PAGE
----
Right now it would appear that we tend to revel in the fall of icons, heroes, and those we deem enemies, opponents, hypocrites or self-righteous. We also suffer from the historical myopia of judging the past as we would presume to judge the present. Everyone must think and act the same as an enlightened 21st century American, where there are no real objective standards other than those that we have proclaimed as important for our time.
This attitude, which infects even those who profess to be religious, poses as a stance with stone in hand waiting to be hurled at the opponent or offender. We are – all of us – too quick to condemn, too willing to be unforgiving, too lustful of the power of judging.
Jesus seems to demand that we put aside that tendency within us. We stand alone as individuals before God. There we have no opportunity to point a finger or compare ourselves to another. We stand before God solely on our own merits.
While for many the emphasis on this Gospel will be on the power of Jesus in forgiving the sins of this woman – and that is itself monumentally important – the underlying message seems to be that she should never have been accused in the first place. No one needs to exercise mercy more than do other sinners.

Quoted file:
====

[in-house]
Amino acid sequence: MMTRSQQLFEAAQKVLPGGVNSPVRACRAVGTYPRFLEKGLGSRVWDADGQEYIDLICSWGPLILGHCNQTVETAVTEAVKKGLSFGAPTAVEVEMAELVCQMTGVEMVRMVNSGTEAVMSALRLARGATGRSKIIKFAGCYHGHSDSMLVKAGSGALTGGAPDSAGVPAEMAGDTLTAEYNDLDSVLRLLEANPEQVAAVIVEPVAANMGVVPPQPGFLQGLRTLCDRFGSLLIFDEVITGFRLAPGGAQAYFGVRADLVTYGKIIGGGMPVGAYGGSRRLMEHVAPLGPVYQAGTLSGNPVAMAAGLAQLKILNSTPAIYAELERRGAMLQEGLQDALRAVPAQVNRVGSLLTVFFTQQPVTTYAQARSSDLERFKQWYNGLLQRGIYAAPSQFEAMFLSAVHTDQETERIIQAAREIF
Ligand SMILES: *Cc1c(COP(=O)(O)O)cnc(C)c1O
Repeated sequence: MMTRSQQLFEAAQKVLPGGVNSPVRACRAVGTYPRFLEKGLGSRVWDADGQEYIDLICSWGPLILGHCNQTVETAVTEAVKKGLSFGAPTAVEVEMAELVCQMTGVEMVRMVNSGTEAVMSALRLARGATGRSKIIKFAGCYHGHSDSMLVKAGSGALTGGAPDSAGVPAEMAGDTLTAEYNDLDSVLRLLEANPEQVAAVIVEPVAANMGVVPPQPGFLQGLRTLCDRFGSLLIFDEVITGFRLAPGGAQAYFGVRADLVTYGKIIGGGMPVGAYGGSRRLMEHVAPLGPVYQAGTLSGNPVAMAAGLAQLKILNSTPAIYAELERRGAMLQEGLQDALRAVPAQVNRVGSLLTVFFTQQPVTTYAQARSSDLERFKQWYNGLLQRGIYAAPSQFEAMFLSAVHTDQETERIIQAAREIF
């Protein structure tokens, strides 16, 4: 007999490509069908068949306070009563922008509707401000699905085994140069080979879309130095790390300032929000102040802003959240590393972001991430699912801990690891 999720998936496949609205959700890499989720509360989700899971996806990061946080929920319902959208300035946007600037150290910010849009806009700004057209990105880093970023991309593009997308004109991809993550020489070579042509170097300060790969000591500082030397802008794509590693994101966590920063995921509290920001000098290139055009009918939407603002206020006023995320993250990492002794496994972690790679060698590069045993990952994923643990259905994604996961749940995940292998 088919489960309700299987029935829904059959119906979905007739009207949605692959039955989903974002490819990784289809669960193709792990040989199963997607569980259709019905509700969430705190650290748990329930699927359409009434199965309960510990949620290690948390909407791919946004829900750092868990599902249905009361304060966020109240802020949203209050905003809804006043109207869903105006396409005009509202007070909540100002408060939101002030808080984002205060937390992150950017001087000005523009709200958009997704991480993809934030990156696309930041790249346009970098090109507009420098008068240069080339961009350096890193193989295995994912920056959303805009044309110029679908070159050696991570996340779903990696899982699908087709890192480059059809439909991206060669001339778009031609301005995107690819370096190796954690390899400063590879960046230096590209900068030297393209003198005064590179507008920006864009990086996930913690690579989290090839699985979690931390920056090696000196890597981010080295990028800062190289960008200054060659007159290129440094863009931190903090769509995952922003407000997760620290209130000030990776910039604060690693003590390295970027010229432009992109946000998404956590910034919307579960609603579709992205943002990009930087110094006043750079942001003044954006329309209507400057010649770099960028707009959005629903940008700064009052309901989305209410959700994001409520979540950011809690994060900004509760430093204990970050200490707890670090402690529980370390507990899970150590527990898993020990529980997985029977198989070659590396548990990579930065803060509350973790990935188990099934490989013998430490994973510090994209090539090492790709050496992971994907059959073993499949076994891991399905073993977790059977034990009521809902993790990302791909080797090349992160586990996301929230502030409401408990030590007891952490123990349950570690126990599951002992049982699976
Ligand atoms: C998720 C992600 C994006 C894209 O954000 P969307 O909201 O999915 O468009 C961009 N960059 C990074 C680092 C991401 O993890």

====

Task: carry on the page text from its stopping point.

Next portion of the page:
March 24 | We have much that we must take to the Cross with Jesus
“Father, forgive them, they know not what they do.”
This is the great prayer of Jesus on the Cross as recorded by the evangelist Luke. This serves not only as the prayer of Jesus in that moment of his crucifixion but also characterizes his entire public ministry. This same prayer will be said by Stephen at the moment of his own martyrdom as recorded in the Acts of the Apostles.
St. Augustine observed that the cross was not only the gallows upon which Jesus died it was also the great pulpit from which he taught us. We see in the Passion and Death of Jesus a myriad of images, words and gestures each of which stands as a profound lesson for the living out our Christian life. Many of these lessons are subtle and others duly smack us in the face. The demand to forgive stands as a profound gesture expressed most clearly in the words that Jesus pronounces here.
There is indeed much ignorance around us. There has always been but perhaps now more than at any time in recent history we suffer the hostility of ignorance. Like the crowd in the Gospel narrative who are duped by their leaders into calling for the death of Jesus and the release of Barabbas, many people who today oppose the church or the teaching of the Gospel do so not from a position of knowing and rejecting, but from the position of ignorance feigning understanding.